Hong Kong tycoon Jimmy Lai loses appeal against phone search

By Jessie Pang

HONG KONG (Reuters) -A Hong Kong appeal court on Monday blocked jailed media tycoon Jimmy Lai’s bid to challenge in the city’s highest court a warrant obtained by national security police to scrutinise the contents of his mobile phones.

Lai, 75, is the founder of the now shut pro-democracy newspaper Apple Daily and is due to face trial in September on three charges under the city’s sweeping national security law, including collusion with foreign forces. He also faces a charge under the British colonial-era sedition law.

Lai is one of the most prominent Hong Kong critics of China’s Communist Party leadership, including President Xi Jinping.

The tycoon has been challenging police scrutiny of two of his mobile phones seized during his arrest at his home in August 2020, partly on the basis that they contained journalistic material.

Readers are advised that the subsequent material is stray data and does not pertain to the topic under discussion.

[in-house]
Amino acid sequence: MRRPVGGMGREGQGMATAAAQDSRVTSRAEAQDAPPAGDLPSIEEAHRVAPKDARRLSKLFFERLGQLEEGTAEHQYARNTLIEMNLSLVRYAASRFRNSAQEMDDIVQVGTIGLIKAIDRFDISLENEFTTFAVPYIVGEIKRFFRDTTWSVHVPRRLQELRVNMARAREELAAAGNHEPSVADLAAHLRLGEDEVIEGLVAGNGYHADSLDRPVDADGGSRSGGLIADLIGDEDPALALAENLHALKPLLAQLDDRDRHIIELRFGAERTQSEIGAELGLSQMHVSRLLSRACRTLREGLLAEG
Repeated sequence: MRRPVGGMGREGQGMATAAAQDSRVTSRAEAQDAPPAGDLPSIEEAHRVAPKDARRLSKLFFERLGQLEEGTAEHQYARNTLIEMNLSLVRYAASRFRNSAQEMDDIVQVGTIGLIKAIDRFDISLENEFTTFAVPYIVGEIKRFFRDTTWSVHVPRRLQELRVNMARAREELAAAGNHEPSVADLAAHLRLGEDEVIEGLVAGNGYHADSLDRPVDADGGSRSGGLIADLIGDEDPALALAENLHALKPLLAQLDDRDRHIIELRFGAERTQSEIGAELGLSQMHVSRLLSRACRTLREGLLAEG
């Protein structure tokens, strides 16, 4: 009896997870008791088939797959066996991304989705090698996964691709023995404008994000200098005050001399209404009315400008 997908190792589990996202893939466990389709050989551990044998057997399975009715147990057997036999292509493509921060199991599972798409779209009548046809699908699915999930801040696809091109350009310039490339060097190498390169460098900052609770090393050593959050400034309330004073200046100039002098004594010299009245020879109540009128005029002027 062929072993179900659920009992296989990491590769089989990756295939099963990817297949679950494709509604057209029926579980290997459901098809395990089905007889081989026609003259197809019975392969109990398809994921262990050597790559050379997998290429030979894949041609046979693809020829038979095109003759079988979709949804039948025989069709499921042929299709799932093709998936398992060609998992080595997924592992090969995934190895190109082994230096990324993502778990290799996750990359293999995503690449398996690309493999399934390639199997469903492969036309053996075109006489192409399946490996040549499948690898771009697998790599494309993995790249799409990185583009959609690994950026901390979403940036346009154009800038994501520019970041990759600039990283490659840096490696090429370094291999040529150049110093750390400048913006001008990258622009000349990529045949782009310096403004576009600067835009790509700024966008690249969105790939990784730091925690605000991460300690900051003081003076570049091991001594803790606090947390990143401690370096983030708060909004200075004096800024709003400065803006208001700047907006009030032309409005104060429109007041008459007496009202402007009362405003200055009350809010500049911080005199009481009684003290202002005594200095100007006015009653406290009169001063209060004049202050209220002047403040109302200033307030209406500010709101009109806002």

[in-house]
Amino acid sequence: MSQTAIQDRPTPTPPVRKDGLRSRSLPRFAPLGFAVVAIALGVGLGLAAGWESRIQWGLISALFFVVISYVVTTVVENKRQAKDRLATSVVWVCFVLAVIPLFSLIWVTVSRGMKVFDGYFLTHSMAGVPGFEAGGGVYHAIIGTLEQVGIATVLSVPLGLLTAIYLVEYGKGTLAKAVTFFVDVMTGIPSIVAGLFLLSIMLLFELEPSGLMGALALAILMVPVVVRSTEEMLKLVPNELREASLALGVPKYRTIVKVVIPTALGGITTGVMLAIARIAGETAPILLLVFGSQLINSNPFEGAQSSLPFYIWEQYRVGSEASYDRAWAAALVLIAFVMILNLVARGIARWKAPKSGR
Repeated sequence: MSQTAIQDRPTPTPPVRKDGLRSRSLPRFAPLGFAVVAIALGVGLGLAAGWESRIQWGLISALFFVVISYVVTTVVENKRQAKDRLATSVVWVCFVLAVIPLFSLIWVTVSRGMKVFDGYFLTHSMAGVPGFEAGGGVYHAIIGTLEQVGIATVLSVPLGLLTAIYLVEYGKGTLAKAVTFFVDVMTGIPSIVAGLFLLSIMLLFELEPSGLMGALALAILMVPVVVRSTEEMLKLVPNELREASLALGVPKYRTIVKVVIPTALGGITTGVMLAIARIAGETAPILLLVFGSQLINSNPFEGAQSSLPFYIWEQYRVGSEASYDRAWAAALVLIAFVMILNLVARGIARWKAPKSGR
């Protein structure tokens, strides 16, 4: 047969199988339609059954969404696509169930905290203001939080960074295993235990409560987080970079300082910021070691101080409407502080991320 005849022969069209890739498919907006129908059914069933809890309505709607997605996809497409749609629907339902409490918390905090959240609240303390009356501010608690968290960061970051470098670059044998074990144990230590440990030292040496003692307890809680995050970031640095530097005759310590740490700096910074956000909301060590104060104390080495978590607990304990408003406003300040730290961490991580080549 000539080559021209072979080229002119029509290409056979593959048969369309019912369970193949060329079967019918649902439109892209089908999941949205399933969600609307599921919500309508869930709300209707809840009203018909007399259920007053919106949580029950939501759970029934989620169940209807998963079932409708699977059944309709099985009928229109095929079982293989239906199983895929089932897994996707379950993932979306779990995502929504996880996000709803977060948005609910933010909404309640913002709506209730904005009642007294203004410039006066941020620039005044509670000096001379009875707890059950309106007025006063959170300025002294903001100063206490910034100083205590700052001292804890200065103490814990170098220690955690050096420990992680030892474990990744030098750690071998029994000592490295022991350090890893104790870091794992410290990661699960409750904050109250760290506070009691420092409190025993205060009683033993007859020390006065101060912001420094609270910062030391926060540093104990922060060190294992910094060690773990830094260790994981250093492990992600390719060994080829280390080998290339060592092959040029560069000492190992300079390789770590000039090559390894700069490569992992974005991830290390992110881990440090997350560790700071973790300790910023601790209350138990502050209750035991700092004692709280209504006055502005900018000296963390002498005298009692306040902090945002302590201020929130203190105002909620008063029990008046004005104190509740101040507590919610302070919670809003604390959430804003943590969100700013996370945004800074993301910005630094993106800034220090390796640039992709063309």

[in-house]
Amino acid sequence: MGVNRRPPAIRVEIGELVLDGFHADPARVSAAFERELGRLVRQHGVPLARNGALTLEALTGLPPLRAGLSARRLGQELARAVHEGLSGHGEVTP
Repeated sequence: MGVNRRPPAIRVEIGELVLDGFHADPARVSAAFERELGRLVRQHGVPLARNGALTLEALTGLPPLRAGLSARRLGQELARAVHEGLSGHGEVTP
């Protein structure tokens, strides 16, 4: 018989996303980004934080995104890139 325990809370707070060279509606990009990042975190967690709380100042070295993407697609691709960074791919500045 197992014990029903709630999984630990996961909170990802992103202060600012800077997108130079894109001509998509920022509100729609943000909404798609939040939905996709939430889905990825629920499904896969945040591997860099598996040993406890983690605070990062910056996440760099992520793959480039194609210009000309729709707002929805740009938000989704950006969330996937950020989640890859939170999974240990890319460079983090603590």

The High Court rejected challenges in August and October last year, when Lai’s lawyers argued that such searches could have a “chilling effect” on Hong Kong’s press freedom.

Three Court of Appeal judges on Monday ruled that they could not allow Lai’s lawyers to appeal to Hong Kong’s highest court as they had raised points not covered earlier and had “failed to make a proper case”.

Even though police had already searched the phones, the issues involved “great public interest”, his lawyers had argued.

It is not clear if Lai’s legal team would attempt any further steps.

Lai lost a bid to end his national security trial in May. He could spend the rest of his life in prison if convicted.

Beijing imposed the national security law on Hong Kong in 2020 after months of anti-government protests. The law punishes acts including subversion, collusion with foreign forces and terrorism with up to life in prison.

Critics say the law is part of an effort by Beijing to end dissent and freedoms guaranteed to the city for 50 years when it was handed over to China from British rule in 1997.

Beijing and the city’s government say the law is needed to preserve the stability that underpins the financial hub’s economic success.

Lai is already serving a five year, nine month sentence for fraud after his conviction for violating a lease contract for the Apple Daily’s headquarters. He denied the charge.

(Reporting By Jessie Pang; editing by Greg Torode, Robert Birsel)